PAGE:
a1 Key Laboratory of Vegetation Restoration and Management of Degraded Ecosystems, South China Botanical Garden, Chinese Academy of Sciences, Guangzhou 510650, China.
a2 USDA Forest Service, Eastern Forest Environmental Threat Assessment Center, Asheville, North Carolina 28804, USA
Tigridiopalma magnifica, a perennial herb and the only species in the genus Tigridiopalma (Family Melastomataceae) is rare and endemic to China where it is categorized as Critically Endangered on the national Red List. Twelve locations with populations of T. magnifica have been identified (1 extinct, 11 extant). T. magnifica only grows in the surface soil on stone walls or rocks under the canopy of secondary forests and plantations and has no specific associated plant species. Canopy closure, soil water content and the distance to the closest stream are the main factors influencing the distribution of T. magnifica. We reintroduced T. magnifica plantlets produced by tissue culture into three locations: one within the species' original range, and 11.5 and 400 km from the species' original range. After 11 months survival rate was 40–58% but survival was higher and plantlet crowns were larger at the location within the species' original range than at the other two sites. The combination of advanced propagation techniques and ecological restoration could facilitate reintroduction and conservation of T. magnifica and other rare and threatened plants. This example of the successful reintroduction of a rare, threatened herb has implications for human-assisted migration and colonization of rare plant species under future climate change scenarios.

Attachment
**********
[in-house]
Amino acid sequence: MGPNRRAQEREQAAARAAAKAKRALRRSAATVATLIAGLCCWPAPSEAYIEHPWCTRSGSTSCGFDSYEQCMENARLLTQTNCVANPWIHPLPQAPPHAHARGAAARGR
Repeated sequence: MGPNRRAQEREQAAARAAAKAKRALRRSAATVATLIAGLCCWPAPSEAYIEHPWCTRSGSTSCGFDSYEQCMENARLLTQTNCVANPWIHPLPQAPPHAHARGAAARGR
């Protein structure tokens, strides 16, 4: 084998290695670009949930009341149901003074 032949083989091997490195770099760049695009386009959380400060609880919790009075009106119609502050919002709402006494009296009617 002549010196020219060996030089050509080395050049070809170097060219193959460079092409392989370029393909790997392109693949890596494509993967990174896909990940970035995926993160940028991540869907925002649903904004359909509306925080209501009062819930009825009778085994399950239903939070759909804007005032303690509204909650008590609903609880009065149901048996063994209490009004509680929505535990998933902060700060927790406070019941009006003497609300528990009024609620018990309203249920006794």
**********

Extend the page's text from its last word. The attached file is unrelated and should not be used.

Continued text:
(Received September 24 2010)
(Revised February 11 2011)
(Accepted March 09 2011)
* Contributed equally to this work